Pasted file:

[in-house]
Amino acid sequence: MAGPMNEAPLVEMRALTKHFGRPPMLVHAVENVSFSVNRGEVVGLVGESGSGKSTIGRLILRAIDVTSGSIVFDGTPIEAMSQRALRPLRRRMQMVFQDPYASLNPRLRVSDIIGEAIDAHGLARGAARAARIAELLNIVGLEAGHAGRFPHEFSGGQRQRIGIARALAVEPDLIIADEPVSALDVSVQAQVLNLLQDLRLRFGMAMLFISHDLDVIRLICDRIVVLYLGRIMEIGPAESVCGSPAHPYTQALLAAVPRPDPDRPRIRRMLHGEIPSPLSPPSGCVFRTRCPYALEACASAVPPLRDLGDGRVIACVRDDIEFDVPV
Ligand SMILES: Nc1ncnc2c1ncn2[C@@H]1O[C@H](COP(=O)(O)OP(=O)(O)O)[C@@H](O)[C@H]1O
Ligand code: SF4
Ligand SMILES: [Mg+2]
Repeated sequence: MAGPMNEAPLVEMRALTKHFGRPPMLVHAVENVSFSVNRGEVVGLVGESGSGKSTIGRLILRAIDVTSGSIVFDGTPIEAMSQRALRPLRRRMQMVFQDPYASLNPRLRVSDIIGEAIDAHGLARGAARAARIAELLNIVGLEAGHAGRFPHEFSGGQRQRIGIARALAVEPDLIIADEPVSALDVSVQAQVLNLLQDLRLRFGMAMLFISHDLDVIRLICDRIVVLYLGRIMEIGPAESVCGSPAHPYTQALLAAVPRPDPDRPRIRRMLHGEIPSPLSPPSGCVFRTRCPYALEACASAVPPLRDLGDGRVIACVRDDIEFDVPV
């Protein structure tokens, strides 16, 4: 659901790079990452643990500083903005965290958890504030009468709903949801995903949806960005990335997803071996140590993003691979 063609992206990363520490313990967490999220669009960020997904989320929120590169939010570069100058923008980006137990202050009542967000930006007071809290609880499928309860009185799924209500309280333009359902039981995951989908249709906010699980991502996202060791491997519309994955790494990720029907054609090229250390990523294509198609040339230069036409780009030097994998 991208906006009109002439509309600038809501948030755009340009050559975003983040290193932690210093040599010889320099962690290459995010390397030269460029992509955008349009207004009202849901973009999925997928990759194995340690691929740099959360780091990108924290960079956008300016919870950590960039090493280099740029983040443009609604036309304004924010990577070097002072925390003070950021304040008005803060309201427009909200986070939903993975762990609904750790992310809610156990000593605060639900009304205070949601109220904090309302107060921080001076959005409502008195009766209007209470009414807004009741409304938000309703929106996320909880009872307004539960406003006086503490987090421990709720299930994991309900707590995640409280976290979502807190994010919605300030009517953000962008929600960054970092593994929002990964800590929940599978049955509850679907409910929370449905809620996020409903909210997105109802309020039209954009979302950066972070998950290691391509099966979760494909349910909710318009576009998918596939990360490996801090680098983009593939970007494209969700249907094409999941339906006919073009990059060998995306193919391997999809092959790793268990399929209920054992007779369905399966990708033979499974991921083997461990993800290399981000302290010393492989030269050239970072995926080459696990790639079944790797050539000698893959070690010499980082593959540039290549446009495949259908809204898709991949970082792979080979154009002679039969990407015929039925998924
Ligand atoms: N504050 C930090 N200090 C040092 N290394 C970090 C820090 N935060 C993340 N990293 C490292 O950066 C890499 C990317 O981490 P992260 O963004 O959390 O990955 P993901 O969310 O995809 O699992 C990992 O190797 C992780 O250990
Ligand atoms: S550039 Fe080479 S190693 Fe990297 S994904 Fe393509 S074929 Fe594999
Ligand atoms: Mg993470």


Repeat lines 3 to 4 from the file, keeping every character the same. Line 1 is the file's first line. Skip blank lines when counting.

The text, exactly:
Ligand SMILES: Nc1ncnc2c1ncn2[C@@H]1O[C@H](COP(=O)(O)OP(=O)(O)O)[C@@H](O)[C@H]1O
Ligand code: SF4